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Felicity Bradstock

Felicity Bradstock

Felicity Bradstock is a freelance writer specialising in Energy and Finance. She has a Master’s in International Development from the University of Birmingham, UK.

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Merger Mania Isn’t Over In America’s Shale Patch

Bonanza Creek Energy (BCEI.N) and Extraction Oil & Gas (EH4.MU) announced a merger this Monday, in an all-stock deal of $2.6 billion, forming one of Colorado's largest oil and gas drillers.

We’ve seen several mergers over the last year, many established as a means to weather the storm after a year of decreased demand and oil prices that sent several small firms spiralling into debt. 

Following the merger, Bonanza and Extraction shareholders will hold 50 percent each of the company, with the deal set to be finalised in Quarter 3 of 2021. 

Civitas Resources Inc., as the firm will be known, will be the biggest pureplay oil and gas company in the region. Operating across 425,000 net acres in the Denver-Julesburg Basin in Colorado, the company is set to produce around 117,000 bpd of oil equivalent.

Civitas is expected to increase Bonanza’s annual dividend by around 14 percent to $1.60 a share. The company could also generate as much as $25 million in annual savings. This is particularly hopeful for Extraction which came out of a chapter 11 bankruptcy at the beginning of the year, after filing during the lowest demand months of the pandemic last year.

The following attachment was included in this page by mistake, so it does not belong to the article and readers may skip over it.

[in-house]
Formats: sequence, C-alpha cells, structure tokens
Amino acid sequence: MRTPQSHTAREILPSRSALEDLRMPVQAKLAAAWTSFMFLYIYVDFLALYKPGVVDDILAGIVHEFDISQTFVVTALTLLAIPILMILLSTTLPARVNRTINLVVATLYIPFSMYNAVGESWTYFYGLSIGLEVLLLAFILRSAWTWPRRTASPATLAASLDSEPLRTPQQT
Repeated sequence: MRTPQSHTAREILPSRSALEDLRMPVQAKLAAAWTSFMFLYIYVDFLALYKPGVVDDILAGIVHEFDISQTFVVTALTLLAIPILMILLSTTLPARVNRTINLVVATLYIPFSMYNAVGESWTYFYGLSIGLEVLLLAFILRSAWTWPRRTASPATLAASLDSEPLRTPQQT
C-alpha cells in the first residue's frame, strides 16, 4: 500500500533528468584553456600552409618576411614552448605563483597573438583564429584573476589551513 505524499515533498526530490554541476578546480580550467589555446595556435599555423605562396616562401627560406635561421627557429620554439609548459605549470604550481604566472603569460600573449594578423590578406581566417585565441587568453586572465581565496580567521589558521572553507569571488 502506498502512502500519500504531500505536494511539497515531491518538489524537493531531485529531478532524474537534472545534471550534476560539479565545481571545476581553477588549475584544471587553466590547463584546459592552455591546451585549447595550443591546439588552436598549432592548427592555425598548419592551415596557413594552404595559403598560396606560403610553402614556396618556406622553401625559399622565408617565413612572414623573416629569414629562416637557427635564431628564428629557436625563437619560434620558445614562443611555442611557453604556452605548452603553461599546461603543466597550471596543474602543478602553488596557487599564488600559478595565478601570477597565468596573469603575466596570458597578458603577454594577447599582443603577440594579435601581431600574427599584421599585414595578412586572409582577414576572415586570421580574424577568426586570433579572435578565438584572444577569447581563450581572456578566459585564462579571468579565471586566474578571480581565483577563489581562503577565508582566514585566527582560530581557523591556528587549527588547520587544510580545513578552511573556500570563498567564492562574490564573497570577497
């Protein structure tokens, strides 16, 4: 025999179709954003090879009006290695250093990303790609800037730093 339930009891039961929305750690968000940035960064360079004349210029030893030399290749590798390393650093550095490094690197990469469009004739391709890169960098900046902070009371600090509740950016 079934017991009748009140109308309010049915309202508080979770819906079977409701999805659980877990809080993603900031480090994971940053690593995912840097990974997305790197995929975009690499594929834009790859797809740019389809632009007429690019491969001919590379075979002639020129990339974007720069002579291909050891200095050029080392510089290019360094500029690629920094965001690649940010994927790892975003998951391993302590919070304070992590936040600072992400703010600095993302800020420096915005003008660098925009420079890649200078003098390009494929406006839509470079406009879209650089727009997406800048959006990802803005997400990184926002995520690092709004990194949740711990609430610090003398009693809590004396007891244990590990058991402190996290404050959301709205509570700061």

Eric Greager, Chief Executive of Bonanza Creek will become CEO of Civitas, and Ben Dell, Chairman of Extraction, will serve as chairman of the new firm. 

Extraction shareholders will get 1.1711 Bonanza Creek shares for every share of Extraction they own. Ahead of the merger, Extraction's stock increased 3 percent in premarket trading and Bonanza Creek's stock rose 1.7 percent, showing the optimism around the deal. 

The merger comes following a relatively successful first quarter for Bonanza following the difficulties of 2020, achieving 88 cents per share. Bonanza Creek shares have risen 75 percent since the beginning of the year, reaching $33.78 at the beginning of May. The company also announced average production levels of 20,900 bpd in the first part of 2021. 

CEO of Extraction, Tom Tyree stated of the merger, “We believe the combination of Bonanza Creek and Extraction will create one of the most durable, profitable, and progressive producers in the DJ Basin, with premium assets at the front end of the cost curve.”

“Collectively, we will create significant value for all stakeholders as we will become Colorado’s first net-zero oil and gas producer through the continuing reduction in operational emissions coupled with a multi-year investment in certified emissions offsets.”

Civitas is expected to adopt several sustainable energy products as part of its net-zero goals including an electric vehicle (EV) fleet and EV charging stations. 

The merger offers some optimism after a difficult year for oil in gas across the U.S., especially felt in Colorado. In April, media sources reported that Colorado oil and gas production had hit a record low in 2020, dropping by 13 percent compared to the previous year.  


Production, rigs and employment were all negatively affected by the decrease in demand for oil and gas last year. Producers announced the most dramatic four-month drop seen since 2001. In addition, employment in industry dropped by around 18 percent year-over-year in September last year. 

The enthusiasm around the merger reflects the general sentiment in the U.S. right now. As the vaccine roll-out has seen great success over the last few months and demand for oil and gas looks like it will continue to rise steadily throughout 2021, the merger comes at a time when Colorado is expected to ramp up its production once again. 

By Felicity Bradstock for Oilprice.com 

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